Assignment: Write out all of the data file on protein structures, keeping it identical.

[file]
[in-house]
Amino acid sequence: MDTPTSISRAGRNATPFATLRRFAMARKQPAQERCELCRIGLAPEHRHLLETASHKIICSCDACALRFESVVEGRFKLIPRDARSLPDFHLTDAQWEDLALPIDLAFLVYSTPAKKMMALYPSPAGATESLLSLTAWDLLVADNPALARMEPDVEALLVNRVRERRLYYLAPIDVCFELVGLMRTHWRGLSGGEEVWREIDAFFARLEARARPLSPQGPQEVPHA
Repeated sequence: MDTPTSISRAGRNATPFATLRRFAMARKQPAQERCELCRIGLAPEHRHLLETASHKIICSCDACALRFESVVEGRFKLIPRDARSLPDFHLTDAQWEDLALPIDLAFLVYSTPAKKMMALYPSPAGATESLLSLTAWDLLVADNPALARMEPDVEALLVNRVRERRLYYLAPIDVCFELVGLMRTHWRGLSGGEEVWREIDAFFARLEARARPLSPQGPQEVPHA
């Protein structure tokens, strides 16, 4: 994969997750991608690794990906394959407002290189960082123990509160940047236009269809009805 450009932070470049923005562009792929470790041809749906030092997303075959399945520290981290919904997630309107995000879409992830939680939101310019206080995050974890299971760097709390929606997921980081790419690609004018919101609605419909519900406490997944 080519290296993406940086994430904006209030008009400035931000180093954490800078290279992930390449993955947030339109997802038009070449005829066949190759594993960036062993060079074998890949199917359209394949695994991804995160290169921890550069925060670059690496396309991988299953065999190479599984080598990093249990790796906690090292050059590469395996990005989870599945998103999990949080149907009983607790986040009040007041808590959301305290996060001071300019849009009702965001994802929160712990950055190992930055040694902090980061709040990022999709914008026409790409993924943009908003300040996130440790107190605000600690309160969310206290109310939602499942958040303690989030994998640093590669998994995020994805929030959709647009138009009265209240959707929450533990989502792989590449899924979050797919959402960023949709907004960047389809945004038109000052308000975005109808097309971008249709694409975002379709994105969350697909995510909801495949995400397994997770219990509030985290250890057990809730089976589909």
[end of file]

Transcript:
[in-house]
Amino acid sequence: MDTPTSISRAGRNATPFATLRRFAMARKQPAQERCELCRIGLAPEHRHLLETASHKIICSCDACALRFESVVEGRFKLIPRDARSLPDFHLTDAQWEDLALPIDLAFLVYSTPAKKMMALYPSPAGATESLLSLTAWDLLVADNPALARMEPDVEALLVNRVRERRLYYLAPIDVCFELVGLMRTHWRGLSGGEEVWREIDAFFARLEARARPLSPQGPQEVPHA
Repeated sequence: MDTPTSISRAGRNATPFATLRRFAMARKQPAQERCELCRIGLAPEHRHLLETASHKIICSCDACALRFESVVEGRFKLIPRDARSLPDFHLTDAQWEDLALPIDLAFLVYSTPAKKMMALYPSPAGATESLLSLTAWDLLVADNPALARMEPDVEALLVNRVRERRLYYLAPIDVCFELVGLMRTHWRGLSGGEEVWREIDAFFARLEARARPLSPQGPQEVPHA
């Protein structure tokens, strides 16, 4: 994969997750991608690794990906394959407002290189960082123990509160940047236009269809009805 450009932070470049923005562009792929470790041809749906030092997303075959399945520290981290919904997630309107995000879409992830939680939101310019206080995050974890299971760097709390929606997921980081790419690609004018919101609605419909519900406490997944 080519290296993406940086994430904006209030008009400035931000180093954490800078290279992930390449993955947030339109997802038009070449005829066949190759594993960036062993060079074998890949199917359209394949695994991804995160290169921890550069925060670059690496396309991988299953065999190479599984080598990093249990790796906690090292050059590469395996990005989870599945998103999990949080149907009983607790986040009040007041808590959301305290996060001071300019849009009702965001994802929160712990950055190992930055040694902090980061709040990022999709914008026409790409993924943009908003300040996130440790107190605000600690309160969310206290109310939602499942958040303690989030994998640093590669998994995020994805929030959709647009138009009265209240959707929450533990989502792989590449899924979050797919959402960023949709907004960047389809945004038109000052308000975005109808097309971008249709694409975002379709994105969350697909995510909801495949995400397994997770219990509030985290250890057990809730089976589909």